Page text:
Wired Masters

A new studio facility has opened in South London that includes a Dolby Atmos music mixing room equipped with a PMC monitoring system.

The Atmos studio is the latest addition to Wired Masters, set up by Kevin Grainger with Cass Irvine in 2003, with the new facility designed and built by Mark Russell, of Recording Rooms, who worked closely with PMC’s Phil Millross to ensure the acoustics and monitoring system conformed to Dolby’s recommended reverb times, frequency response and SPLs.

The PMC system chosen for this 7.1.4 room includes Active PMC6-2s for the LCR channels; two active PMC8-2 subs; four PMC Ci65 surround speakers and four PMC Ci45 loudspeakers for the ceiling. All of the passive surrounds are driven by Linear Research amplifiers controlled by a combination of Ginger Audio’s Ground Control and Stream Deck 2+ over a Dante network.

‘Cass and I insisted on PMC speakers from the outset because the studios where we both worked before starting Wired Masters [Heathman’s Mastering and Masterpiece] had PMC BB5 monitors, which were the Holy Grail for mixing and mastering engineers,’ Grainger explains. ‘In 2003 we couldn’t afford BB5s so we installed PMC IB2s and worked our way up through the range, eventually buying a pair of BB5s from the Townhouse when that closed and then two pairs of MB2s, which we acquired in 2010.

‘We work on electronic music, and it’s imperative that it sounds amazing in a club and on a huge system at festivals and so forth. I’ve never found another speaker that has that level of details through the entire frequency range and especially at the bottom end.’

The opening of Wired Masters’ new facility in Wimbledon marks the 20th anniversary of the business, which has a long-established and enviable reputation as a ‘go-to’ for mixing and mastering. Artists and DJs that have brought their projects to Wired Masters include Joel Corry, Becky Hill, Jax Jones, Charli XCX, Swedish House Mafia, KSI, Riton, Galantis and CamelPhat. The facility also has an impressive and loyal international client roster including record labels, artists, producers and managers.

‘We started with one room and built our first purpose-built studios in 2008, opening a third studio in 2015,’ Grainger says. ‘Our lease was ending in 2023 so in late 2019 we started looking for a suitable building to move the business to. We finally found premises at the end of 2020. Even though we hadn’t sorted all of the legal side of things out, we were running out of time, so had to take a punt. We started the design at the start of 2021, and we finally acquired the building in summer of 2021. That’s when the fun really started – finalising the design and then the build. That took us through to December 2022 when we moved into our new place and we couldn’t be more delighted with the new facility we have created.’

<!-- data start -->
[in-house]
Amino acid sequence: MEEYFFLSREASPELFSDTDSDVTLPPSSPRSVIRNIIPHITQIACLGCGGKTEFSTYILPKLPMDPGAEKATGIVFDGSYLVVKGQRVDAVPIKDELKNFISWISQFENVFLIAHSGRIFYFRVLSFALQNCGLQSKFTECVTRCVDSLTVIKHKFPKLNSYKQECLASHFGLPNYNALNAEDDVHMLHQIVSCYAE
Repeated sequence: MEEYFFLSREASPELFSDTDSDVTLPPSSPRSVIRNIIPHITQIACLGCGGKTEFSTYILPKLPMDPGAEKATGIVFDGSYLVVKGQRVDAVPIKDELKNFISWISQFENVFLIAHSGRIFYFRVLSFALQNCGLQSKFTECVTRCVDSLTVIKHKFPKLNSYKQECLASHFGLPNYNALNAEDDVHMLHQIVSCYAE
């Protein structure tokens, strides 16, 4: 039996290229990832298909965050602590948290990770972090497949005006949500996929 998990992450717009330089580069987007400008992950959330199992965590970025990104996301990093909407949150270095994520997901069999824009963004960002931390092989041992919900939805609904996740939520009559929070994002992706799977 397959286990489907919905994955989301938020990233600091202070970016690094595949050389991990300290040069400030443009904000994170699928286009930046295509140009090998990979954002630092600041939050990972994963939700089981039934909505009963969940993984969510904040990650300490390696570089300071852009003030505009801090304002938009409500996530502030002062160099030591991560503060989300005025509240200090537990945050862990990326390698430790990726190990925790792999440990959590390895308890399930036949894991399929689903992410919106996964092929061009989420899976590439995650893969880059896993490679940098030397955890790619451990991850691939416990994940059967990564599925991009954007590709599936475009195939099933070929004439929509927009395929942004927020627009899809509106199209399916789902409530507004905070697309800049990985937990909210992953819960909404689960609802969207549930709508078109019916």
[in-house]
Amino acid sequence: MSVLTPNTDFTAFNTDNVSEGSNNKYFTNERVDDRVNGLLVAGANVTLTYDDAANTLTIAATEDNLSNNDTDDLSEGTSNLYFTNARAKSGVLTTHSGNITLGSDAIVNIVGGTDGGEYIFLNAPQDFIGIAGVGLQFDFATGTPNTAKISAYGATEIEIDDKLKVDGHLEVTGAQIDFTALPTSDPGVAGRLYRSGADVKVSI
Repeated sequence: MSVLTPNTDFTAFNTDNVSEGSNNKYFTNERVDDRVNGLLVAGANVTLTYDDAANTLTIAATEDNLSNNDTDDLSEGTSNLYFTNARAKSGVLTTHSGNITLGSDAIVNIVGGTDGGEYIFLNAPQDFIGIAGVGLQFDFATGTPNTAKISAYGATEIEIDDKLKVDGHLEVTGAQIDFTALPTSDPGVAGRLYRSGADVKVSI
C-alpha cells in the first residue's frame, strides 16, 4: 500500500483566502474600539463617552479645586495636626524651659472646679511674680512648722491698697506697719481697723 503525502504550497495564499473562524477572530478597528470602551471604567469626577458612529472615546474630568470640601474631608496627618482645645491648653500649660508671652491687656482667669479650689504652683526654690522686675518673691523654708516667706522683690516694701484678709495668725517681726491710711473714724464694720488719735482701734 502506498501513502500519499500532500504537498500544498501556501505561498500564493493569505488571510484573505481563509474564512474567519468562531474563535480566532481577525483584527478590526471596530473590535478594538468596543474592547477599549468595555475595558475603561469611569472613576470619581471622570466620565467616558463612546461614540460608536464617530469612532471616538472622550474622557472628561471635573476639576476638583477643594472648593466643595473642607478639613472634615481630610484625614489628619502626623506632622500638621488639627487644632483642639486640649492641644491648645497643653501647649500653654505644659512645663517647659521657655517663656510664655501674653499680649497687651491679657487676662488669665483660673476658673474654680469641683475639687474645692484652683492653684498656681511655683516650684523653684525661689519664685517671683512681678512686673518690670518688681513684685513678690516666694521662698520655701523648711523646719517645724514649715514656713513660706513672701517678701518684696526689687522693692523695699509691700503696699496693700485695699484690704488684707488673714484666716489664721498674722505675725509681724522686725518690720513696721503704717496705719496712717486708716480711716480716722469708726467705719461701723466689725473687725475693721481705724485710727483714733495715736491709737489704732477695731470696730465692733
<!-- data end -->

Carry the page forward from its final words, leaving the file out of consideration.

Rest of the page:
Housed in a former industrial unit with high ceilings, Wired Masters has retained an industrial feel in its design and boasts many interesting architectural features that give it a unique aesthetic. Alongside the new Atmos room, the facility comprises three impressive mixing and mastering studios, all of which are equipped with PMC monitoring. Studio 1 and Studio 3 boast an extensive collection of analogue processors including equalisers, compressors and limiters by Maselec, Summit Audio, Chandler and Manley amongst others. In addition, there is also a multi-use mezzanine area with an editing suite and DJ booth.

The decision to build an Atmos mixing studio was taken for creative as well as business reasons. The facility was finding that many of its stereo mixes were being turned into Atmos mixes in other studios and the results were not always as good as Grainger, Irvine and their customers felt they should be.

‘People kept asking me if I would do them, so I thought I’d have a go,’ Grainger says. ‘We didn’t have an Atmos room, so I was initially doing them on Apple Headphones. From my point of view 99 per cent of people listening to the Atmos mixes on Apple Music were kids listening on Airpods, so that had to be the starting point. It’s no good if these mixes sound great in an Atmos room, but don’t translate on to headphones.

‘Having said that, I went to a couple of Atmos rooms – PMC’s London demo room was one – to check some of my mixes that had been turned into Atmos mixes by others and I was really unhappy with the results. Yes, they had space, but so much of the energy and the point of the records had been missed. I spend ages getting energy into tracks and ensuring the kick and bass relationship is just right, and this was often ignored in pursuit of “space”, which meant the mixes fell flat. So, we started doing them and people loved them, and they translated really well.’

With Apple Music now firmly behind immersive audio, Wired Masters began to get more and more requests for Atmos mixes, including for songs where they hadn’t mixed the original stereo version. This demand led to Grainger and Irvine deciding that it was time to build a dedicated Atmos room – and to do it properly.

‘In my view, Atmos is here to stay, especially now that the automotive industry is installing Atmos speaker systems in high-end cars,’ Grainger says. ‘The car is the perfect place to hear an Atmos mix because it is an enclosed space where you are automatically in the sweet spot.’

He adds that the PMC monitors in all four Wired Masters studios are exceptional, but the response from clients to the PMC system in the new Atmos room has been overwhelming. ‘We can crank them in the rooms and they just sing. I work loud, and I can with these. The headroom on my BB5s is ridiculous and they’re not fatiguing at all at high levels. The only way to really know how a song is going to translate in a club (especially the bottom end) is to get it up loud and the PMCs can just take it without sounding stressed in anyway. They are a dream to work on.’

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